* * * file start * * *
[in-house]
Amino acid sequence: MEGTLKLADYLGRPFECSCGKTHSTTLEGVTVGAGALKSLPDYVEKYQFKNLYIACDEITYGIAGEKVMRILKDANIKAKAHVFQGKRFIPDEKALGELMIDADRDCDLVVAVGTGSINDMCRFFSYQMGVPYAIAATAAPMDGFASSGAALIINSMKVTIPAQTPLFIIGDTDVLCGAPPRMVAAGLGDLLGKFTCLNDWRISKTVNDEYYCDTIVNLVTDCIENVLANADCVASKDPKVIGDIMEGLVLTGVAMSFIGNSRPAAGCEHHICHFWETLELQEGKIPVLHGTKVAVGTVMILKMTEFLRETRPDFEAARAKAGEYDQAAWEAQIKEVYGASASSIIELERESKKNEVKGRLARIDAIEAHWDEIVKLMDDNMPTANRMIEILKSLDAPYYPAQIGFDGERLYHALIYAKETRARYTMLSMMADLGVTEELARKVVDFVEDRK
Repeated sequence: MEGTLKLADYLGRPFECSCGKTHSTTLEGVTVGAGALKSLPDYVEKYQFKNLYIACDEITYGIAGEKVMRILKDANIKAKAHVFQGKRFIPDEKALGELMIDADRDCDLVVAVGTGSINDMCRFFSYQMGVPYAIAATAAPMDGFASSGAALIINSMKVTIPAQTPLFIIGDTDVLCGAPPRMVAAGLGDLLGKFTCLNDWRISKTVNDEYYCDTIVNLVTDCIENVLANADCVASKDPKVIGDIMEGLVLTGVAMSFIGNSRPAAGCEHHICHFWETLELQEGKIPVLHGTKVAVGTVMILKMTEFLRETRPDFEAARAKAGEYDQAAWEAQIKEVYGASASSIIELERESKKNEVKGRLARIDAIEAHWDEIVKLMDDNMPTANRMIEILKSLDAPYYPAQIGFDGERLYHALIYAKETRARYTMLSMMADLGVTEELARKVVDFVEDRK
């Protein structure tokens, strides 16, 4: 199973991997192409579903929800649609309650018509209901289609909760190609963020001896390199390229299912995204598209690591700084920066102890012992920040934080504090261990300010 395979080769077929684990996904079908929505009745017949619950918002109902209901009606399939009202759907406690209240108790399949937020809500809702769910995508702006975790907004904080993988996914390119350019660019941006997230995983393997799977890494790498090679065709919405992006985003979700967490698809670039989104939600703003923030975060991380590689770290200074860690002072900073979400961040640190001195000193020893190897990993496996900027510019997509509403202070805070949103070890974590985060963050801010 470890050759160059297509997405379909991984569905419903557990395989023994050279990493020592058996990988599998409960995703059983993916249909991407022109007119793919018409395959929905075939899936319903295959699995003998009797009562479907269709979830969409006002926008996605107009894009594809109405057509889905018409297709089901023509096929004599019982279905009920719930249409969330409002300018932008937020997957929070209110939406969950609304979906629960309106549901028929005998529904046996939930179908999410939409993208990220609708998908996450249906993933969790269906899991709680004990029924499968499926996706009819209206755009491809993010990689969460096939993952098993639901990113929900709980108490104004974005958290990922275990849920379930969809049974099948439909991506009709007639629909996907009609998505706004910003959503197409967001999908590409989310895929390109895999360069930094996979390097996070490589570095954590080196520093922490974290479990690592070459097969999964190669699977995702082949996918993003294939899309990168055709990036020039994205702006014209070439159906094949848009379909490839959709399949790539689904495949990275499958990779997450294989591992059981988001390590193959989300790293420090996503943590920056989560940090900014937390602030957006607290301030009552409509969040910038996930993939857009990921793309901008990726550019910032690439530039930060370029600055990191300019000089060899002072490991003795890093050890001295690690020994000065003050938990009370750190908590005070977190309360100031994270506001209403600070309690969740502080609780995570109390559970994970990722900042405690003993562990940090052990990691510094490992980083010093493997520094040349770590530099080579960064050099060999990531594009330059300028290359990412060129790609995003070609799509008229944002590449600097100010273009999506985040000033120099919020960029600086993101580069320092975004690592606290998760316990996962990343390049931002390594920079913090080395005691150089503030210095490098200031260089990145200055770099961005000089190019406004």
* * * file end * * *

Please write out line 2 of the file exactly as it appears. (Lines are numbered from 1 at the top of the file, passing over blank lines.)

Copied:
Amino acid sequence: MEGTLKLADYLGRPFECSCGKTHSTTLEGVTVGAGALKSLPDYVEKYQFKNLYIACDEITYGIAGEKVMRILKDANIKAKAHVFQGKRFIPDEKALGELMIDADRDCDLVVAVGTGSINDMCRFFSYQMGVPYAIAATAAPMDGFASSGAALIINSMKVTIPAQTPLFIIGDTDVLCGAPPRMVAAGLGDLLGKFTCLNDWRISKTVNDEYYCDTIVNLVTDCIENVLANADCVASKDPKVIGDIMEGLVLTGVAMSFIGNSRPAAGCEHHICHFWETLELQEGKIPVLHGTKVAVGTVMILKMTEFLRETRPDFEAARAKAGEYDQAAWEAQIKEVYGASASSIIELERESKKNEVKGRLARIDAIEAHWDEIVKLMDDNMPTANRMIEILKSLDAPYYPAQIGFDGERLYHALIYAKETRARYTMLSMMADLGVTEELARKVVDFVEDRK